Search Images Maps Play YouTube News Gmail Drive More »
Sign in
Screen reader users: click this link for accessible mode. Accessible mode has the same essential features but works better with your reader.


  1. Advanced Patent Search
Publication numberUS5366194 A
Publication typeGrant
Application numberUS 08/083,298
Publication dateNov 22, 1994
Filing dateJun 29, 1993
Priority dateJun 29, 1993
Fee statusLapsed
Publication number08083298, 083298, US 5366194 A, US 5366194A, US-A-5366194, US5366194 A, US5366194A
InventorsWilliam Finney
Original AssigneeWilliam Finney
Export CitationBiBTeX, EndNote, RefMan
External Links: USPTO, USPTO Assignment, Espacenet
Universal mounting bracket for engineering surveying instruments
US 5366194 A
A universal support and mounting bracket for surveying instruments that provides a portable self-contained secure and stable mounting platform on structural support columns and other non-uniform surfaces. The mounting bracket device has multiple mounting areas to accept a variety of surveying and siting instruments.
Previous page
Next page
Thus, it will be seen that a new and useful universal mounting bracket has been illustrated and described and it will be obvious to those skilled in the art that various changes and modifications may be made therein without departing from the spirit of the invention, therefore I claim:
1. A mounting bracket device for supporting, engineering and surveying instruments on a support column and related surfaces comprises; an elongated body member having a first right angular portion forming a mounting surface, a second right angular portion extending from said first right angular portion, said first and second right angular portions are of an equal known thickness, a pair of oppositely disposed mounted notches on said first right angular portion and a single mounting notch on said second right angular portion, said mounting notches are V-shaped extending inwardly on said respective right angular mounting portions, said first right angular portion has opposing free ends, multiple edges on said free ends, one of said edges is angularly disposed toward said adjacent mounting notch defining an angular inclination inwardly from said respective free ends, said second right angular portion has opposing free end edges one of said edges is angularly disposed towards said adjacent mounting notches, a pair of elongated longitudinally spaced mounting apertures on said second right angular portion defining mounting areas therebetween, means for securing said elongated body member to a support column and related surfaces, means for securing said surveying instrument on said respective mounting notches.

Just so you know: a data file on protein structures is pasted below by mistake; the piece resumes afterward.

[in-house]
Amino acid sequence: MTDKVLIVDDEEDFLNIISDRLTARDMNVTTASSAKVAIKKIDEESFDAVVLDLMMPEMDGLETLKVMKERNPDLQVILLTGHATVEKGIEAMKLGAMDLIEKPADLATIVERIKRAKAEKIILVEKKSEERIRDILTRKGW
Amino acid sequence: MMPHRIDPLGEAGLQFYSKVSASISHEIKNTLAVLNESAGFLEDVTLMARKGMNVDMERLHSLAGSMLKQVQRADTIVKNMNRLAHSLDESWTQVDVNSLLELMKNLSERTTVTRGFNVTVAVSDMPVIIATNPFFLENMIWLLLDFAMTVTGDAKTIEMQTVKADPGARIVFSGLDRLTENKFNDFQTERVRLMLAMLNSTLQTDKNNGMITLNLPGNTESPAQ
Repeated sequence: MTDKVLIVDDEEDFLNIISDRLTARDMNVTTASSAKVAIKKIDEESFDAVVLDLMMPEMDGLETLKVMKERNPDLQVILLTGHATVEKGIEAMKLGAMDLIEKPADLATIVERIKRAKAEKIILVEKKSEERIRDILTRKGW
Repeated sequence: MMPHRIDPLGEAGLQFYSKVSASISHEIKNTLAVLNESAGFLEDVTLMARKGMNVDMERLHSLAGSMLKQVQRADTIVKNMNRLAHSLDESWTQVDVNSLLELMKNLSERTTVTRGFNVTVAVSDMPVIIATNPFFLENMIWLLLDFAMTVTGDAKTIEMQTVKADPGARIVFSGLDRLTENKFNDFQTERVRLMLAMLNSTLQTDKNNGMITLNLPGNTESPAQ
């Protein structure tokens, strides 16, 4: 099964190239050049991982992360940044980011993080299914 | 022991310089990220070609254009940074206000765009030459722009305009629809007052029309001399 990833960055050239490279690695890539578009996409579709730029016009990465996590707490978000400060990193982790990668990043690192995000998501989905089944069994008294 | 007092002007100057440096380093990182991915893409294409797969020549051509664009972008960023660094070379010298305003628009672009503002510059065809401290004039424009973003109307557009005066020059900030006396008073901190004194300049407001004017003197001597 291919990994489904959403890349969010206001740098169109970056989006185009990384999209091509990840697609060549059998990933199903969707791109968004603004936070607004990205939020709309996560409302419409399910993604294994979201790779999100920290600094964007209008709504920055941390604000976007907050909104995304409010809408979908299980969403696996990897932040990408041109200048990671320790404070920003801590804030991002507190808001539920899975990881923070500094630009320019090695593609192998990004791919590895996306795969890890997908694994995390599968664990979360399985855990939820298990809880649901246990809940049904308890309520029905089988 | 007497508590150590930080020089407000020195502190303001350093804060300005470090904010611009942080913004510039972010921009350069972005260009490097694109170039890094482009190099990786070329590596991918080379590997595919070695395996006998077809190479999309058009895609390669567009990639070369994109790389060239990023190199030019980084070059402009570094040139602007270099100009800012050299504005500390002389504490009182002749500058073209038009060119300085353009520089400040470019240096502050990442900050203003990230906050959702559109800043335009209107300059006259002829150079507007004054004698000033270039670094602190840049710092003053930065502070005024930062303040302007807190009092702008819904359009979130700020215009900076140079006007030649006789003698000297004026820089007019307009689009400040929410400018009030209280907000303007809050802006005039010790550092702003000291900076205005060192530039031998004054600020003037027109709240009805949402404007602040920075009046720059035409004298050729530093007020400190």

2. The mounting bracket device of claim 1 wherein said means for securing said surveying instrument on said mounting notches comprises in combination, spaced multiple aligned apertures adjacent said mounting notches, said aligned apertures positioned midway along said notches, an instrument base plate secured over said notches by multiple fasteners extending through said aligned apertures in said respective first and second right angular portions of said elongated body member.